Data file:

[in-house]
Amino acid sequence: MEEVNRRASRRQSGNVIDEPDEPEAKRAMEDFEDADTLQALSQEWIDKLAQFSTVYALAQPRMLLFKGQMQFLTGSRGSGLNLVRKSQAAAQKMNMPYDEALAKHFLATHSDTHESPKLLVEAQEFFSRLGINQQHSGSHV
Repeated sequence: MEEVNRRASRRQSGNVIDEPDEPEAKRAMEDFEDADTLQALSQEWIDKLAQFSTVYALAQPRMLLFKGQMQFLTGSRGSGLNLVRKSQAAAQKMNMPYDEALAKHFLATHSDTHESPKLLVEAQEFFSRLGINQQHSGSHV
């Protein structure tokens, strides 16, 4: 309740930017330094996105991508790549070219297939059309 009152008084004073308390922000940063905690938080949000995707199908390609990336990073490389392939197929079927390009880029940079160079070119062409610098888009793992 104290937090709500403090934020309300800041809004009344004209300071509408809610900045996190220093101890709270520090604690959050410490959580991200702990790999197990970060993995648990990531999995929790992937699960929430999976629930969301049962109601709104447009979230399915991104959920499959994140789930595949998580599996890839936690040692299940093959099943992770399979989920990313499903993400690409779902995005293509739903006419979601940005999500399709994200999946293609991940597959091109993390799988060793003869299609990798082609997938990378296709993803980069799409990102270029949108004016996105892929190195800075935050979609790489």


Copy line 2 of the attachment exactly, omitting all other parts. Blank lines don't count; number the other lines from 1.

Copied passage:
Amino acid sequence: MEEVNRRASRRQSGNVIDEPDEPEAKRAMEDFEDADTLQALSQEWIDKLAQFSTVYALAQPRMLLFKGQMQFLTGSRGSGLNLVRKSQAAAQKMNMPYDEALAKHFLATHSDTHESPKLLVEAQEFFSRLGINQQHSGSHV